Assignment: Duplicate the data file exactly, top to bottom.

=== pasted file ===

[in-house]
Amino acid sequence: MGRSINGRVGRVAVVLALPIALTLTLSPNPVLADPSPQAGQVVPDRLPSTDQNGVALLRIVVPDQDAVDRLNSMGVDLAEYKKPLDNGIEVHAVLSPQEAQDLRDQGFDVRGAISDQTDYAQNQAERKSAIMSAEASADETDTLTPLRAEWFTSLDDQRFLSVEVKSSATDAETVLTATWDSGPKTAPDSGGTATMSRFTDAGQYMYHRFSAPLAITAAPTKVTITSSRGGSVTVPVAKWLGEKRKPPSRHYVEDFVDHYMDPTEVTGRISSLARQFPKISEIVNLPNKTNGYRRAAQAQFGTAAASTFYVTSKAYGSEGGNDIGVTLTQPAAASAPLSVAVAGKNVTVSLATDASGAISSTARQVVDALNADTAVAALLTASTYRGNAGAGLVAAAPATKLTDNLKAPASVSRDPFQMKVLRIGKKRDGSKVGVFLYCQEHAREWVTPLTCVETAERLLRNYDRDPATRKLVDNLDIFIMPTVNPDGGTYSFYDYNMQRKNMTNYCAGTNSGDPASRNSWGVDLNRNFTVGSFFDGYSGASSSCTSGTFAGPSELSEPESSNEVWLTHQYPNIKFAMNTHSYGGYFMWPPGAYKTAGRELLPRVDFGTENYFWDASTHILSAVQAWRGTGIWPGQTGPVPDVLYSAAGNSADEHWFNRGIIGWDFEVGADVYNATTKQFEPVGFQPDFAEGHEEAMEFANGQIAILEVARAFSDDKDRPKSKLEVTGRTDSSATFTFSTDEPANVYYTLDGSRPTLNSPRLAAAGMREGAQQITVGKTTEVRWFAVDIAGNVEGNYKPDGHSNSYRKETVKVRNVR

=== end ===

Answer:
[in-house]
Amino acid sequence: MGRSINGRVGRVAVVLALPIALTLTLSPNPVLADPSPQAGQVVPDRLPSTDQNGVALLRIVVPDQDAVDRLNSMGVDLAEYKKPLDNGIEVHAVLSPQEAQDLRDQGFDVRGAISDQTDYAQNQAERKSAIMSAEASADETDTLTPLRAEWFTSLDDQRFLSVEVKSSATDAETVLTATWDSGPKTAPDSGGTATMSRFTDAGQYMYHRFSAPLAITAAPTKVTITSSRGGSVTVPVAKWLGEKRKPPSRHYVEDFVDHYMDPTEVTGRISSLARQFPKISEIVNLPNKTNGYRRAAQAQFGTAAASTFYVTSKAYGSEGGNDIGVTLTQPAAASAPLSVAVAGKNVTVSLATDASGAISSTARQVVDALNADTAVAALLTASTYRGNAGAGLVAAAPATKLTDNLKAPASVSRDPFQMKVLRIGKKRDGSKVGVFLYCQEHAREWVTPLTCVETAERLLRNYDRDPATRKLVDNLDIFIMPTVNPDGGTYSFYDYNMQRKNMTNYCAGTNSGDPASRNSWGVDLNRNFTVGSFFDGYSGASSSCTSGTFAGPSELSEPESSNEVWLTHQYPNIKFAMNTHSYGGYFMWPPGAYKTAGRELLPRVDFGTENYFWDASTHILSAVQAWRGTGIWPGQTGPVPDVLYSAAGNSADEHWFNRGIIGWDFEVGADVYNATTKQFEPVGFQPDFAEGHEEAMEFANGQIAILEVARAFSDDKDRPKSKLEVTGRTDSSATFTFSTDEPANVYYTLDGSRPTLNSPRLAAAGMREGAQQITVGKTTEVRWFAVDIAGNVEGNYKPDGHSNSYRKETVKVRNVR